Unless you have only a few to mount, measuring and marking holes for each knob or pull separately is time-consuming and can lead to mistakes. It takes only a few minutes to make a drilling template that will guarantee that all holes end up exactly where they should be. Holes drilled through the template at the desired locations serve to guide the drill bit. Because the stop strips overlap both sides of the plywood, the template can be flipped over and set at either end of a long drawer face, allowing you to drill holes for pulls on both right and left sides.
When the need arises for mounting knobs in thick parts (or when you simply don’t want machine screw heads to show on the inside of a drawer), use a dowel screw.
If the holes you drill for mounting knobs or pulls are slightly off, all is not lost. In lieu of filling the holes and re-drilling (trust me, you’ll see those bad holes no matter how well you fill them), you can fit the pulls with backplates (or choose bail style pulls which have their own wide backing plates). Many styles of pulls (and knobs) have matching backplates, but you can always mix and match, or even make your own backplates from wood.
If you are using metal drawer slides in your cabinet or furniture project, your choices are almost as overwhelming as those for hinges and pulls. Basically, you need to choose a set of slides with adequate length and weight capacity as well as enough extension to allow easy access to items in your drawers. These days, some slides are available in different finishes, including black, white and brown. Using a black slide with light wood drawers can look classier than the typical nickel-plated steel slides.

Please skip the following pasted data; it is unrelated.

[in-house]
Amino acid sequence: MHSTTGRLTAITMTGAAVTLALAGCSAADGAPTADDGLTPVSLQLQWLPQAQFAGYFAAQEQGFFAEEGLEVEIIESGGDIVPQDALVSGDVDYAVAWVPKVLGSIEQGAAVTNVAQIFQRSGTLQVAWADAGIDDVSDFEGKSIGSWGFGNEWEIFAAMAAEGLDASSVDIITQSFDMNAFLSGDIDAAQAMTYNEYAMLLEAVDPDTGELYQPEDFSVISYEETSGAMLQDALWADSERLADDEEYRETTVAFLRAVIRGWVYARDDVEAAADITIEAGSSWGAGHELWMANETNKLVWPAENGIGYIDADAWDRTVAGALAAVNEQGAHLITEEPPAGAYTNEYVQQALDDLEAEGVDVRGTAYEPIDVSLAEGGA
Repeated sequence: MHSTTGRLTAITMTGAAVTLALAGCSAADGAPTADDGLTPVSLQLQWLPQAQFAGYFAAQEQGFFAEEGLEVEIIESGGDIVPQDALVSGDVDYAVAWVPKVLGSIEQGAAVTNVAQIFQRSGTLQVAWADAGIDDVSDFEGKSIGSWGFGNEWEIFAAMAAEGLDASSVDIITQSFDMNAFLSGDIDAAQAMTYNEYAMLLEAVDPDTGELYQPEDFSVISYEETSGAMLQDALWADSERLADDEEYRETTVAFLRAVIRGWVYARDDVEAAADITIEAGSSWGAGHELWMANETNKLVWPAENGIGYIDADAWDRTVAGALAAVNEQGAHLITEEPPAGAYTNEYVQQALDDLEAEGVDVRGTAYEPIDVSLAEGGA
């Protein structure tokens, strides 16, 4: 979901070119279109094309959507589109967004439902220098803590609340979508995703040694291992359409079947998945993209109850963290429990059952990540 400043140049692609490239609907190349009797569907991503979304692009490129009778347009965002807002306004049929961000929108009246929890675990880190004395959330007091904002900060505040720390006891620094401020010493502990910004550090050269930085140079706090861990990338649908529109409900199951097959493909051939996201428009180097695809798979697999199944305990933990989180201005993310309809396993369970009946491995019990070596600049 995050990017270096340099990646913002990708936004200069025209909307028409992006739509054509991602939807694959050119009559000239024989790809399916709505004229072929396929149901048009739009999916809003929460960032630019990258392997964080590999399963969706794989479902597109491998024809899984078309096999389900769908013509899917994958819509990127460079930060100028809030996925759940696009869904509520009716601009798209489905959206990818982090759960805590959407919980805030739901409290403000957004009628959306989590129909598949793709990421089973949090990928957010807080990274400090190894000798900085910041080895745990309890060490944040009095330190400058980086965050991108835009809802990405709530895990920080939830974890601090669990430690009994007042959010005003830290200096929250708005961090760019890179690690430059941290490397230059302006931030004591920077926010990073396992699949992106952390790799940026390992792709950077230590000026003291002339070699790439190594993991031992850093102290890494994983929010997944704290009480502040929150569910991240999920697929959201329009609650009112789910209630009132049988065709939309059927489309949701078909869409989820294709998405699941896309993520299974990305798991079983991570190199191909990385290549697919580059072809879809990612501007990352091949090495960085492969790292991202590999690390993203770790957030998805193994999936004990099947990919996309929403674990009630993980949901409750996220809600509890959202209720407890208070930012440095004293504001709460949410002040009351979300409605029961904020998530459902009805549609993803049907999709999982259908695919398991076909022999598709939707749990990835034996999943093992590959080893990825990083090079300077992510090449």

Once you’ve picked the slides that best suit your application, you face the challenge of building your carcass and drawers to suit the requirements of the slides. Read thoroughly through the mounting instructions before you start building to avoid ending up with drawers that don’t fit or won’t work with your slides. One problem to avoid at all costs is ending up with a cabinet and/or drawer boxes that aren’t square. If the sides of the carcass are not parallel, or aren’t square to the front, your drawers will never close properly, regardless of the type of slides you’re using. Even if you adjust the individual slides forward or backward so that they catch in the closed position, your drawer’s face will still end up crooked relative to the cabinet’s face frame or front edges.
Another all-too-common mistake is to fail to subtract the thickness of the slides from the overall width of the drawer. If you find yourself in this situation, you may be able to avoid building new drawers by switching to under-mount style slides (if they’re just a skosh too wide, you may be able to sand down the drawer sides to offer more clearance). On the other hand, if your drawers end up being too narrow, it’s fairly easy to install shim (strips of cardboard or veneer) under the cabinet-mounted portion of each slide.
In order to end up with drawers that operate smoothly with faces that are evenly aligned to the cabinet and to one another, each pair of drawer slides must be mounted at precisely the same height and parallel to one another. Further, the cabinet-mounted portion of each slide must be square (vertically) to the front of the cabinet/drawer housing. You can certainly achieve this by careful measurement, but it’s easier to use a universal slide mounting jig. The jig aligns and supports the cabinet-mounted portion of the slide while you screw it in place.